17 user 25 critic

No Place to Go (2000)

Die Unberührbare (original title)
1:09 | Trailer
Flanders, a famous female author, travels 1989 after the fall of the Berlin wall into the German capital. She is deeply depressed of the events because she saw the communistic states as a ... See full summary »


Oskar Roehler


Oskar Roehler
15 wins & 4 nominations. See more awards »





Cast overview, first billed only:
Hannelore Elsner ... Hanna Flanders
Vadim Glowna ... Bruno
Tonio Arango ... Ronald
Michael Gwisdek ... Joachim
Bernd Stempel Bernd Stempel ... Dieter
Birgit Stein Birgit Stein ... Inhaberin
Jasmin Tabatabai ... Meret
Charles Regnier Charles Regnier ... Hanna's Father
Helga Göring Helga Göring ... Hanna's Mother
Lars Rudolph ... Viktor
Claudia Geisler-Bading Claudia Geisler-Bading ... Carmen (as Claudia Geisler)
Catherine Flemming ... Isabelle
Faroque Khan Faroque Khan ... Ägypter
Nina Petri ... Grete
Thomas Bading Thomas Bading ... Alfons


Flanders, a famous female author, travels 1989 after the fall of the Berlin wall into the German capital. She is deeply depressed of the events because she saw the communistic states as a very good thing that has now ended. In the joy of these days she finds no person to understand her, so she has to travel back to Munich. After meeting several people, known and unknown, it seems as if there will be no way to go. Written by Benjamin Stello

Plot Summary | Add Synopsis




See all certifications »

Did You Know?


Final acting role of Charles Regnier. See more »

User Reviews

intermittently interesting character study
16 December 2003 | by littlesiddieSee all my reviews

The premise of this movie is a little silly, that a spoiled 50 year old Leninist writer living in West Germany finds her life unraveling due to the fact that the Berlin Wall has just come down. It's a little far fetched, but not entirely unbelievable. Like the flip side of "it's an ill wind", in this case it would be "it's a rare wind that doesn't blow somebody ill".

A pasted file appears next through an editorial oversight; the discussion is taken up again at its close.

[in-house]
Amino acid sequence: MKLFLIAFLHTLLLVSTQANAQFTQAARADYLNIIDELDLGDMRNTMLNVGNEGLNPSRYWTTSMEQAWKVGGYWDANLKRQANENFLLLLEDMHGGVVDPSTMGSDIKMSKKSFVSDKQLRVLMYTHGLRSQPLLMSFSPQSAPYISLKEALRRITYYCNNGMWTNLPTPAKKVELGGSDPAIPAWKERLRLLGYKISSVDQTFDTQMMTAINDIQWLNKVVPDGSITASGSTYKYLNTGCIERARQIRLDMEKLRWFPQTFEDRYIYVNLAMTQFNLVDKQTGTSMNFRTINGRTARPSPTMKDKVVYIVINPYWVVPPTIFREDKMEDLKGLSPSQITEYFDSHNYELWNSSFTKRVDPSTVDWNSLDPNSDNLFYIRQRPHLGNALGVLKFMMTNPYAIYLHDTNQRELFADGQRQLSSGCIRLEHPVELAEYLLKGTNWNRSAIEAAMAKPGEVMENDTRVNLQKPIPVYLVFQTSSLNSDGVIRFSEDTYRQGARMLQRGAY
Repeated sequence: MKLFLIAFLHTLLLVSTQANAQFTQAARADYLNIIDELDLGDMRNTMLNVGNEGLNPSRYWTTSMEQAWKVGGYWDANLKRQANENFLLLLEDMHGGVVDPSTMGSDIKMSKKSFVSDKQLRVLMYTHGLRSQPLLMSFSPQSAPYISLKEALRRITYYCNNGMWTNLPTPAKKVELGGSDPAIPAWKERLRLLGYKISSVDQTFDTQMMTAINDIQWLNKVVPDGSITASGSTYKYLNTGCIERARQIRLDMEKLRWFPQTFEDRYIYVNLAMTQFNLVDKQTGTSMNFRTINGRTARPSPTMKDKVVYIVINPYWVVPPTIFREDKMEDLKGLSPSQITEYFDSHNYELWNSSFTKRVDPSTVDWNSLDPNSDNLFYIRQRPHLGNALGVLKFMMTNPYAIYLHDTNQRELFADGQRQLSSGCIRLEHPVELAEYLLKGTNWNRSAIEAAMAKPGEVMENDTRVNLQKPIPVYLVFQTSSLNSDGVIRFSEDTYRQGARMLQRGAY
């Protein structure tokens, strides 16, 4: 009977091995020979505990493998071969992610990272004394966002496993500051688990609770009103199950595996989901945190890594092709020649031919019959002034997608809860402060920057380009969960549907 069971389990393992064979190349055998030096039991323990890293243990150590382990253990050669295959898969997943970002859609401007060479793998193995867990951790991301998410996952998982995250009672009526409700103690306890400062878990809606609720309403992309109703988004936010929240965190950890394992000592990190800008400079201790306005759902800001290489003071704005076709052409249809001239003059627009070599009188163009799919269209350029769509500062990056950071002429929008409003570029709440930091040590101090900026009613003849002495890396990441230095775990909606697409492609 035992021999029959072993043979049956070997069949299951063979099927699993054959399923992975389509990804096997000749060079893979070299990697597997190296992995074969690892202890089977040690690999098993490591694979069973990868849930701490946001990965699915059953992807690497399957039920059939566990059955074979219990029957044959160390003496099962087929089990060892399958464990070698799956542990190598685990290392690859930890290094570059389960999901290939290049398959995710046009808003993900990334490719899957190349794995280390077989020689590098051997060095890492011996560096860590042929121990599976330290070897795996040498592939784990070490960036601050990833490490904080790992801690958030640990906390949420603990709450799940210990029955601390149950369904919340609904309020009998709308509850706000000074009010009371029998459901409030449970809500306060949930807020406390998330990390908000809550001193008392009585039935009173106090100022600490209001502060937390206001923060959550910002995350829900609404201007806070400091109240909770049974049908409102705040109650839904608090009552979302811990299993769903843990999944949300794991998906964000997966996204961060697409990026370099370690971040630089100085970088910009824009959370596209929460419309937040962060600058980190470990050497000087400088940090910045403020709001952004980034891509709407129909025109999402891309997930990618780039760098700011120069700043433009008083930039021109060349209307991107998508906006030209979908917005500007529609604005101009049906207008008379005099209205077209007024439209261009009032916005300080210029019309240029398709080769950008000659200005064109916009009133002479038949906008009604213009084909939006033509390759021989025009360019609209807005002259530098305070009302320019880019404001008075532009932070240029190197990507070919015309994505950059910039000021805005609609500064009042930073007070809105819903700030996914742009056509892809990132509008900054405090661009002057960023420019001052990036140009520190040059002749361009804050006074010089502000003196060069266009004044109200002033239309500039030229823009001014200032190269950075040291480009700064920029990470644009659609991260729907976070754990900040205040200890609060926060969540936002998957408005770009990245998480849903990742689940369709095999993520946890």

And I suppose it's pretty obvious that Hanna Flanders is meant to represent and symbolize the badly faded beauty of communism. But this didn't have much resonance for me.

All that political stuff aside, this was an extremely episodic movie. And unfortunately, most of the episodes just fell flat. One or two were engaging, and one, the one involving her spending the night with her horribly alcoholic ex-husband, was both pointless and extremely ugly, almost unwatchable.

The upside is that this was an extremely well crafted movie, apart from the screenplay. The cinematography, acting, directing, were all first rate. It's a pity they were wasted on a screenplay that was as cold, flat and ugly as the old regime it was directed against.

Another positive aspect is that the whole syndrome/complex of someone trying to use drugs to cope with reality and maintain an emotional equilibrium was well observed. And the fact that it was someone who should know better, an intelligent middle aged woman, was also useful. As shallow and self centered as Hanna is, I still felt some pity for her as a fellow human being.

6 of 18 people found this review helpful.  Was this review helpful to you? | Report this
Review this title | See all 17 user reviews »

Frequently Asked Questions

This FAQ is empty. Add the first question.






Release Date:

20 April 2000 (Germany) See more »

Also Known As:

A kitaszított See more »

Filming Locations:

Berlin, Germany See more »


Box Office

Cumulative Worldwide Gross:

See more on IMDbPro »

Company Credits

Show more on IMDbPro »

Technical Specs


Sound Mix:

Dolby SR

Aspect Ratio:

1.85 : 1
See full technical specs »

Contribute to This Page

We've Got Your Streaming Picks Covered

Looking for some great streaming picks? Check out some of the IMDb editors' favorites movies and shows to round out your Watchlist.

Visit our What to Watch page

Recently Viewed